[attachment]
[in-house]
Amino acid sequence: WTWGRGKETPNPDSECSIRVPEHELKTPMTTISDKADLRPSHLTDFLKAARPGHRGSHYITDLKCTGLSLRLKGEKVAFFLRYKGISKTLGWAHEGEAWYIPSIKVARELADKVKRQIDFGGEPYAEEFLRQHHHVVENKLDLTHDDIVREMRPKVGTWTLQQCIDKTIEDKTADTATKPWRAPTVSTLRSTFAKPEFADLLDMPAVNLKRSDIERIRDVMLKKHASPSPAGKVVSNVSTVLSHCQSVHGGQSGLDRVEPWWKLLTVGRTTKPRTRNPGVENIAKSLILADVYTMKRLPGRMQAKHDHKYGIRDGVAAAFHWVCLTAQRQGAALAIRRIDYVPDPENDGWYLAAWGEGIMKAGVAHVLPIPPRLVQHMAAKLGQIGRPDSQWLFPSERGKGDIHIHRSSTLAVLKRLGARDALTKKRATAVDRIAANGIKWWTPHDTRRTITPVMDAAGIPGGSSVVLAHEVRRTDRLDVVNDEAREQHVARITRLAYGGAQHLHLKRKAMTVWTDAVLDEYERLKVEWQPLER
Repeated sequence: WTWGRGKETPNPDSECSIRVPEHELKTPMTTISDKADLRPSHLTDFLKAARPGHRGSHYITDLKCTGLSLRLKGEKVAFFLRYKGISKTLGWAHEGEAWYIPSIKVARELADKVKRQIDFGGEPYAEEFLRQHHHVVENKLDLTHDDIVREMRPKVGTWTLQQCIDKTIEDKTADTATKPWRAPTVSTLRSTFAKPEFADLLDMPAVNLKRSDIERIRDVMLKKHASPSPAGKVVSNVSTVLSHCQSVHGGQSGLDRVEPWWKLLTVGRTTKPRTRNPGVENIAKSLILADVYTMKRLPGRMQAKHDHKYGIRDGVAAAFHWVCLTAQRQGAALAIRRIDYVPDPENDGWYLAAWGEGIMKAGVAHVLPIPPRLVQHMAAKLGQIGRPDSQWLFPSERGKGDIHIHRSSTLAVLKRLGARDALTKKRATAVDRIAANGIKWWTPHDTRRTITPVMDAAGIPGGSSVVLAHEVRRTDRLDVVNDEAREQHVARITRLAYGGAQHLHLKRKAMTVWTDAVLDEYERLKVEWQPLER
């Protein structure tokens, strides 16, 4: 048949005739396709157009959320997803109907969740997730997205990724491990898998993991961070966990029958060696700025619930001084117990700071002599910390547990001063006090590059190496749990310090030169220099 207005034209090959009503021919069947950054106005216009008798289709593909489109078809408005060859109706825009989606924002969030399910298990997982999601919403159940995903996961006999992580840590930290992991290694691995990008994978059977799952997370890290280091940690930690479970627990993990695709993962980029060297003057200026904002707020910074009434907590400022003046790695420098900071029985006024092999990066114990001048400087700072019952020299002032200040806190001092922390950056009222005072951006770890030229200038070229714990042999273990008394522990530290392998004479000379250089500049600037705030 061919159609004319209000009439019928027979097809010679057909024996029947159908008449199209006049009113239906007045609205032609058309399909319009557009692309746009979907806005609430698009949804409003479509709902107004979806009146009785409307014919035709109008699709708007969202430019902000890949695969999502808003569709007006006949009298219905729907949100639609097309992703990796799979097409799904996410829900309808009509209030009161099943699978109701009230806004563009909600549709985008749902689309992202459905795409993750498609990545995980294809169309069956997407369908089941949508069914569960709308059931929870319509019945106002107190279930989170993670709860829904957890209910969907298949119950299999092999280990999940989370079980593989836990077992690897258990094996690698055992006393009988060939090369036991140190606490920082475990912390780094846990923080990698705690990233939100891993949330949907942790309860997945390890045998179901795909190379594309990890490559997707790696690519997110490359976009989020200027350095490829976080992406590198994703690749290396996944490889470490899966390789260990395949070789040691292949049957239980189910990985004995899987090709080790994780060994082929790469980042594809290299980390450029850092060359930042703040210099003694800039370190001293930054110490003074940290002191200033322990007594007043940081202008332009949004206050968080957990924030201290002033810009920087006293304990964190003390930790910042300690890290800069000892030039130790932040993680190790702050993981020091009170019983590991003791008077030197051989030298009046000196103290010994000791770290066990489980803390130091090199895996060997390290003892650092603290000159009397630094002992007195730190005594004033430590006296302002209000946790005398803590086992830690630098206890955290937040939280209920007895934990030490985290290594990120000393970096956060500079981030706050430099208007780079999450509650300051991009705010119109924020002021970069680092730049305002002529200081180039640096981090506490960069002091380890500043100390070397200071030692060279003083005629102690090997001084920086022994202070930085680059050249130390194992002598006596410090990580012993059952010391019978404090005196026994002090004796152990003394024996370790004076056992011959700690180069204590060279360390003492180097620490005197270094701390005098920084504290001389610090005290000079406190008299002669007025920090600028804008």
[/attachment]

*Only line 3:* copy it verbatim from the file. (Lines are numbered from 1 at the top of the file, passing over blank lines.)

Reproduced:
Repeated sequence: WTWGRGKETPNPDSECSIRVPEHELKTPMTTISDKADLRPSHLTDFLKAARPGHRGSHYITDLKCTGLSLRLKGEKVAFFLRYKGISKTLGWAHEGEAWYIPSIKVARELADKVKRQIDFGGEPYAEEFLRQHHHVVENKLDLTHDDIVREMRPKVGTWTLQQCIDKTIEDKTADTATKPWRAPTVSTLRSTFAKPEFADLLDMPAVNLKRSDIERIRDVMLKKHASPSPAGKVVSNVSTVLSHCQSVHGGQSGLDRVEPWWKLLTVGRTTKPRTRNPGVENIAKSLILADVYTMKRLPGRMQAKHDHKYGIRDGVAAAFHWVCLTAQRQGAALAIRRIDYVPDPENDGWYLAAWGEGIMKAGVAHVLPIPPRLVQHMAAKLGQIGRPDSQWLFPSERGKGDIHIHRSSTLAVLKRLGARDALTKKRATAVDRIAANGIKWWTPHDTRRTITPVMDAAGIPGGSSVVLAHEVRRTDRLDVVNDEAREQHVARITRLAYGGAQHLHLKRKAMTVWTDAVLDEYERLKVEWQPLER